earlier. However, as in cancer, accumulation of exposure because of increased longevity is important because most autoimmune conditions develop over many years. These conditions also resemble most cancers because although there may sometimes be a viral or microbial vector initially involved, once established, they do not express classical foreign antigens. Therefore, Innate, not Adaptive, Immunity is primarily responsible.3 2. M1 Responses and Atherosclerosis In the last several years, it has come to be appreciated that macrophages are the primary leukocyte component and main cause of atherosclerotic plaques.86,129,130 And again, like cancer, the endothelial lining of vessels does not display classical foreign antigens. So, why are macrophages causing reactions in the blood vessel walls resulting in plaque formation? The answer seems to lie in chronic excess energy availability, resulting from what I called Pounds (obesity). Adipose tissue somehow resembles a wound and attracts mac-

FIGURE 2. Evidence that intratumor macrophage arginine to NO or Ornithine is responsible for rejection or progression of cancer. Reprinted by permission, J. of Immunology Mills, C.D., J.D. Shearer, R. Evans, M.D. Caldwell. 1992. Macrophage arginine metabolism and the inhibition or stimulation of cancer. J. Immunol. 149:2709.
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FIGURE 3. M1- or M2-dominant immune responses are associated with specific diseases.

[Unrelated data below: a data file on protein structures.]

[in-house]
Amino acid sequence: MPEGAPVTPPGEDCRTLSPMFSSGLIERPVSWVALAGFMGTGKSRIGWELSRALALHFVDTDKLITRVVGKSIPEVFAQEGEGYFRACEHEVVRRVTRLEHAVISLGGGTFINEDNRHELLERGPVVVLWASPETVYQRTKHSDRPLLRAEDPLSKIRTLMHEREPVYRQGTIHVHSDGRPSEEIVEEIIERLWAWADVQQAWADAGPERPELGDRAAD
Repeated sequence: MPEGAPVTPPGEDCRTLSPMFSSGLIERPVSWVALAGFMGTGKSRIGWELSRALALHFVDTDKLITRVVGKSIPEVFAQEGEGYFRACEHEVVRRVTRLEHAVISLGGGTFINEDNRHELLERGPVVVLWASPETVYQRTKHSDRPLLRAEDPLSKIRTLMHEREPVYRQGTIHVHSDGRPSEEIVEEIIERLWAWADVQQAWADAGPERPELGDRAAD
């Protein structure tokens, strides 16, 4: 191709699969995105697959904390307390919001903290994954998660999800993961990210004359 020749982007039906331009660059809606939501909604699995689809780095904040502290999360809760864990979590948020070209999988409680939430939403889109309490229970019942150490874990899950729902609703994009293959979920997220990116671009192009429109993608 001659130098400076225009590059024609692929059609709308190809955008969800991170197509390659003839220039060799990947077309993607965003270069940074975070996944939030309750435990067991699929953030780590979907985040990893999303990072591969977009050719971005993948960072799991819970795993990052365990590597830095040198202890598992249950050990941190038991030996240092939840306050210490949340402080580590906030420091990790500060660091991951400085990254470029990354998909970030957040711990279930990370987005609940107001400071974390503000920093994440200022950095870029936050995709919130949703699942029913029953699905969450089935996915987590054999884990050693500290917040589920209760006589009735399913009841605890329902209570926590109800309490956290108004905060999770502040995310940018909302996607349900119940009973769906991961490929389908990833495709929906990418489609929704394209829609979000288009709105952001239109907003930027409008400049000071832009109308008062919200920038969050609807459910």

rophages that produce TNF-a, NO and other inflammatory mediators, and their production is proportional to the amount of adipose tissue.86 Along with this inflammation, obesity causes an inability of insulin to store glucose in fat (insulin resistance), resulting in obesity-onset diabetes (now called Type II). In turn, glucose and fatty acids increase in the circulation. This circumstance resembles what occurs in acute stress (recall early man being chased by a tiger) that shunts extra energy to the circulation to properly deal with a threat. However, in obesity this excess energy becomes chronic and fuels M1 responses. We showed some years ago that induction of diabetes in rats or mice results in elevated M1 responses, and which was corrected by insulin administration.131 Although it is not altogether clear, the increased concentration of glucose and fatty acids in the circulation seems to be the stimuli that fools macrophages into thinking there is Danger in the endothelial lining. Somewhat analogous to a smokers lung or